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Your Toddler's Development: Building Vocabulary

One thing about most two-year-olds: You can't get them to shut up. Your toddler is constantly talking, talking, talking. Your child wants you to understand her experience, just as she herself is beginning to make sense of it. So she is constantly trying to communicate with you.

Your toddler's language skills expand dramatically in this third year. On your child's second birthday, she probably spoke around 200 to 300 words. By her third birthday, your toddler's vocabulary will jump to well over a thousand different words! What's more, vocabulary becomes a focus for your toddler's curiosity. Your two-year-old wants to be able to say more and understand more—and to do that, she needs to learn more words.


Early or precocious use of language is not necessarily a sign of your child's superior intellect. Likewise, comparatively slow mastery of language skills does not necessarily indicate inferior intellect. Remember that Albert Einstein didn't speak until very late in his toddlerhood.

Early in the third year, your child will employ language as one of her play materials. She'll use it just the same way she pounds and pounds on play dough: to come up with different shapes and see what she can make. Your child loves chanting, singing, and speaking the same words (or even just sounds) over and over again in a sing-song way.

Around her second birthday, your child may begin to put together two or three words to communicate a simple idea. At first, she'll sound like an old Western Union operator sending a telegram: "Dada, ball (STOP). Sara play (STOP)." But soon, your child will put together three-, four-, and even five-word sentences.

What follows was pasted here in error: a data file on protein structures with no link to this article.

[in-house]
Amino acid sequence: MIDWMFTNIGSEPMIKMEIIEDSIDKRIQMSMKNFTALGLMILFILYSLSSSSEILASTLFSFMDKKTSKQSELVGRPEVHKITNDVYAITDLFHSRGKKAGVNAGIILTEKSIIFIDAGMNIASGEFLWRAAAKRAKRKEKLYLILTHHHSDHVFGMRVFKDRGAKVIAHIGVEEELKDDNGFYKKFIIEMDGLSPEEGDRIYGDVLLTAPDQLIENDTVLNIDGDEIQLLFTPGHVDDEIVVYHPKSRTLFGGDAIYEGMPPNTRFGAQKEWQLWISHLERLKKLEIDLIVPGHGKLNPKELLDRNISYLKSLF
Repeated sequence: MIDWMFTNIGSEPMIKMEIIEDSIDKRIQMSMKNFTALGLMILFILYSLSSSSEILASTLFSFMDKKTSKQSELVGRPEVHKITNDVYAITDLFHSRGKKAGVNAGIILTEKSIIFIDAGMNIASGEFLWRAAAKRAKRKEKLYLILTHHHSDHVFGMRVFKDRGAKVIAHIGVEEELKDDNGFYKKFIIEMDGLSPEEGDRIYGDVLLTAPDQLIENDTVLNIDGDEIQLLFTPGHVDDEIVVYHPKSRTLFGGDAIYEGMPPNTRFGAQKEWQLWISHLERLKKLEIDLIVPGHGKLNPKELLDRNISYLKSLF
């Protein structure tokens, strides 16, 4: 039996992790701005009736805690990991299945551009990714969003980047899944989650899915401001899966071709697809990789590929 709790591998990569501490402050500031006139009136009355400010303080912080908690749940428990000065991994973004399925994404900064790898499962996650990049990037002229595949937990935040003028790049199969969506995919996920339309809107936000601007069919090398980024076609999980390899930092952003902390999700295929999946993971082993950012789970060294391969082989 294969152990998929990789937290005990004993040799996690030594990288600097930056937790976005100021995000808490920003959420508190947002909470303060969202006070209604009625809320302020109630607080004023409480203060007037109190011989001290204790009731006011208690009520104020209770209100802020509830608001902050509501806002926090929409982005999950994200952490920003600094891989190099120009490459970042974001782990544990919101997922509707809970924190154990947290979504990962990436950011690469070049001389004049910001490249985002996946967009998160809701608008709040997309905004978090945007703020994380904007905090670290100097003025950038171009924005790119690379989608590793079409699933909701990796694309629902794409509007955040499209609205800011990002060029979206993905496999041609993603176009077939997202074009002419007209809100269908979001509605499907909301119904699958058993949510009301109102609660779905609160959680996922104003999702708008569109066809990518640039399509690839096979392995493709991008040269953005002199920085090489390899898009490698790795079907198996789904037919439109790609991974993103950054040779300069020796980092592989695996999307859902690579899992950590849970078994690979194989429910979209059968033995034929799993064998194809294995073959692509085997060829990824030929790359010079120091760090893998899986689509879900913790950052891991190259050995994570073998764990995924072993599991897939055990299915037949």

These sentences become increasingly complex throughout the year and may even begin to contain more than one idea. By her third birthday, your toddler may be telling you "stories"—perhaps narrating her life story to you, just as you did to her when she was younger. (In fact, if you listen closely, you might hear echoes of yourself and your partner as your child adopts some of your most-used phrases.) And, of course, your two-year-old will also ask you questions—incessantly.

How You Can Help Your Chatterbox

The best way to help your child's language skills is, of course, to continue to talk to your child—and listen to him. He can communicate ideas and experiences to you now, so you can have real conversations with him. Again, just as you did when he was a one-year-old, respond to your child using proper "adult" words (except perhaps for a handful of favorites that your child invented) and grammar. But don't bother correcting your child's word choices or sentence structure.


If you want to make sure your child understands what you are saying, look directly at him when speaking to him. If your toddler's eyes begin to wander, you've probably lost him.

What you talk about with your child matters more now than it did when he was one. Then, your purpose was to introduce your child to the sound of language and the notion of communication. But now that your child is two, understanding becomes much more important to both of you. As the year goes on and your toddler's language skills continue to mature, you can move from simple words and phrases to the more complex.

Try not to talk too far over your child's head. Certainly, you'll want to stimulate and encourage his desire to learn more. But this won't happen if you overwhelm him with a deluge of unfamiliar words. So talk about the way a ball bounces without getting into the intersection of the force of gravity with the Newtonian principle of energy conservation.

More on: Preschool

Excerpted from The Complete Idiot's Guide to Parenting a Preschooler and Toddler, Too © 1997 by Keith M. Boyd, M.D., and Kevin Osborn. All rights reserved including the right of reproduction in whole or in part in any form. Used by arrangement with Alpha Books, a member of Penguin Group (USA) Inc.

To order this book visit Amazon's web site or call 1-800-253-6476.


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